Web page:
Working on OSS projects has been interesting not just from a code perspective, but from a community development perspective.
By comparison, here is what the discussion list for Magellan looks like:
Magellan has been around longer, and I think it's used by more people (going by download counts), yet there isn't much community participation.
Here are some observations that I think might explain the differences:
- FunnelWeb started with three core contributors (Aaron, Matt and myself), and we're all pretty active. I never really encouraged contributors to Magellan, so it only progresses when I feel like it.
- When people suggest features for FunnelWeb, we encourage them to submit a patch. With Magellan, I tend to end up implementing them myself.
- As a web application, FunnelWeb has an advantage - web developers seem to be more comfortable with both using and contributing to open source. WPF developers tend to be pretty insular.
- FunnelWeb is smaller and simpler than Magellan, so it makes it easier for people to jump in and change things.
- Features are only added to FunnelWeb because other people want them, and they tend to be discussed a bit before code is written. Features are added to Magellan as I harvest them from my WPF projects, but there may or may not be demand for them, and I push them up without discussion.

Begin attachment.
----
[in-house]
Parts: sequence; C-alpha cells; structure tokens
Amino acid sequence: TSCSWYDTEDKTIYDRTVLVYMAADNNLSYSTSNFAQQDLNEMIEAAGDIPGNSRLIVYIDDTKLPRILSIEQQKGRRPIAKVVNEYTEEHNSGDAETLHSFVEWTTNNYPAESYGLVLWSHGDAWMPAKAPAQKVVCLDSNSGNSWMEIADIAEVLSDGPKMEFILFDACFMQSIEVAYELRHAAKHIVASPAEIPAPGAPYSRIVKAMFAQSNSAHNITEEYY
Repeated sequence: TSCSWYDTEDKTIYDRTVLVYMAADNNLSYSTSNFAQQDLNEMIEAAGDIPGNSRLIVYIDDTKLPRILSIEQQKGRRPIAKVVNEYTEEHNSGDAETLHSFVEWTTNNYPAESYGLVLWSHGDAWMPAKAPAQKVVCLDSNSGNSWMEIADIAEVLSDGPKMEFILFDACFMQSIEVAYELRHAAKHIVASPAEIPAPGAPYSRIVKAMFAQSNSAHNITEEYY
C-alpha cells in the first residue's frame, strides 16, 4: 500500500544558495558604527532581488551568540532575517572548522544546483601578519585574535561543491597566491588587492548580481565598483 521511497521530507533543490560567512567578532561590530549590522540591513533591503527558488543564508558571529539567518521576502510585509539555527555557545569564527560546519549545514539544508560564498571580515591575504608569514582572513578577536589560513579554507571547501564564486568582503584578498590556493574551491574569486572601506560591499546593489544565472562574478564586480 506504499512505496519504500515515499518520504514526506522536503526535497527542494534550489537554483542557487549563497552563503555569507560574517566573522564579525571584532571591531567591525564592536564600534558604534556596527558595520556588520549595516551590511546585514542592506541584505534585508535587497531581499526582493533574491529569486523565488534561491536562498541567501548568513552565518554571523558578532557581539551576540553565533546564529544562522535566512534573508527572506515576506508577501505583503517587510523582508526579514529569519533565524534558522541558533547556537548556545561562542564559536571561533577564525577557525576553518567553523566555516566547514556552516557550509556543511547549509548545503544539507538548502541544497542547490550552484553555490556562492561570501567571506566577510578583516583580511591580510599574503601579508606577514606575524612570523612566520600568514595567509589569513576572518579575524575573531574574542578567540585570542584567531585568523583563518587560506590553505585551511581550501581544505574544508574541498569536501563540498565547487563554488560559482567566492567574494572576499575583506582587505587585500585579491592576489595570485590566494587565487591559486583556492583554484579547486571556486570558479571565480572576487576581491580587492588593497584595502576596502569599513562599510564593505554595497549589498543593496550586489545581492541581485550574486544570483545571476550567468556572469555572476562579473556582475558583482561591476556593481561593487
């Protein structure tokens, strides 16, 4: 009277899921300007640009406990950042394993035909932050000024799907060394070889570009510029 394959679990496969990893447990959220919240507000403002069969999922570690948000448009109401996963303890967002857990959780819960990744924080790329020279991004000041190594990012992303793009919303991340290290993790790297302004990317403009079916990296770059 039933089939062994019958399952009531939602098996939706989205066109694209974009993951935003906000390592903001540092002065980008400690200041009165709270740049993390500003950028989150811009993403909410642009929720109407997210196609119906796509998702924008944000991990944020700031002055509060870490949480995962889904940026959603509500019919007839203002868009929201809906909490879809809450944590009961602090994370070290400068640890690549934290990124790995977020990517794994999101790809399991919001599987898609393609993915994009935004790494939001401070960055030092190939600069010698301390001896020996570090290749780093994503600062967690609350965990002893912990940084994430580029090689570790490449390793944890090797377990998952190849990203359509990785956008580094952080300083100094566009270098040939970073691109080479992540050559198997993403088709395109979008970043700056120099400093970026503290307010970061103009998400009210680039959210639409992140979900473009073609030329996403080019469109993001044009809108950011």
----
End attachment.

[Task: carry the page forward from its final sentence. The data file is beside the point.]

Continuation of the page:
- As a blog engine, FunnelWeb is more likely to be used in people's spare time, so they're more likely to contribute back. Magellan is used by people at work, so they might not be able to contribute as much.
I'm curious to hear any other insights that could explain the differences in community between the two projects.
Of the two projects, I'm having a lot more fun working on FunnelWeb, thanks to the amazing community we're gathering, and the rapid improvements we're seeing. In some ways, although Magellan's source code is available and technically it's "open source", it feels less open source than FunnelWeb.
Hello, I'm Paul Stovell
I'm a Brisbane-based software developer, and founder of Octopus Deploy, a DevOps automation software company. This is my personal blog where I write about my journey with Octopus and software development.
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